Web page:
“The vast majority of sex assaults in Hawaii and across the country are usually committed by someone the person knows,” Robinson said. “A stranger sex assault is statistically pretty rare.”
In the 11 months since the attorney general’s audit report, HPD has been submitting hundreds of untested kits for processing by mainland laboratories. As of Sept. 30, the department had sent out 832 of its 1,375 backlogged kits for testing.
Robinson said the remaining kits will be sent out this month, and approximately 200 kits that have been collected since June 2016 will be submitted for testing by year’s end.
State Sen. Laura Thielen, co-convener of the Women’s Legislative Caucus, helped lead efforts to have rape kits tested. She said lawmakers will continue pressing the issue.
“The testing is not the end of the story. It’s really an ability to give some hard evidence to allow police to pursue cases,” Thielen (D, Hawaii Kai-Waimanalo-Kailua) said in an interview.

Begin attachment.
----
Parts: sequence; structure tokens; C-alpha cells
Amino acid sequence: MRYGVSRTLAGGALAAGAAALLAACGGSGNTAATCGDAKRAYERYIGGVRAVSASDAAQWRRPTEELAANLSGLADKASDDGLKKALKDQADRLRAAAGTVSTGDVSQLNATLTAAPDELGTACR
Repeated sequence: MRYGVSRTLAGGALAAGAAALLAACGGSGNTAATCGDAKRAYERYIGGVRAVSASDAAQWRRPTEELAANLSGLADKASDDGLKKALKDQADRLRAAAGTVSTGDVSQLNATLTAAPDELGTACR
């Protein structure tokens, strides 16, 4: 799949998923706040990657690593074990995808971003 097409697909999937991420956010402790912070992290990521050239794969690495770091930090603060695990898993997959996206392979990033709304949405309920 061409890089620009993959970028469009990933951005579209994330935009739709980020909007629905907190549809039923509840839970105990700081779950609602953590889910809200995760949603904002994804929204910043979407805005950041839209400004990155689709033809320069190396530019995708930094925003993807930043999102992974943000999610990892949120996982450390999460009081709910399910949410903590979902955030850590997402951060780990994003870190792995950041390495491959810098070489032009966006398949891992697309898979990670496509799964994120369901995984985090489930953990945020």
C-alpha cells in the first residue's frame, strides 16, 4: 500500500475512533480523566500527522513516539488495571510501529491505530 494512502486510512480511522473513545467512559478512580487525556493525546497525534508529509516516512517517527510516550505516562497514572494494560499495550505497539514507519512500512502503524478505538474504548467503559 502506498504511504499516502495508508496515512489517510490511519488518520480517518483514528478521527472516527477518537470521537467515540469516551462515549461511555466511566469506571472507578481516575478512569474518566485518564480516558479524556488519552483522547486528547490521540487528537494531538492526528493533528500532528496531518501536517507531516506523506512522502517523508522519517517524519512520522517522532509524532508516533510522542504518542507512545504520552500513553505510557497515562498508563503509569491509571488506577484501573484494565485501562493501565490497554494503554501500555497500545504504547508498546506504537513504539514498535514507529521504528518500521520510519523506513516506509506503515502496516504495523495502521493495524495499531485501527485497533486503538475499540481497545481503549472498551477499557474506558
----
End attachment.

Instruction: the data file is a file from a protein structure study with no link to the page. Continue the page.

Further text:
In some other jurisdictions, the failure to pursue chronic offenders allowed them “to commit additional sex assaults that could have been prevented,” she said. “What we’d like to see is aggressive pursuit of cases, because the ultimate goal is we want to eliminate sexual assault, we want to get chronic or serial predators off of the streets, and we want to protect people from … having to go through such horrific experiences in the future.”
Early database hits
Some of the early kit results have yielded matches in the FBI’s offender database.
Investigators have matched “between one and two dozen” DNA profiles obtained from the more than 800 kits submitted for testing so far this year with potential perpetrators in the CODIS database, according to HPD spokeswoman Michelle Yu.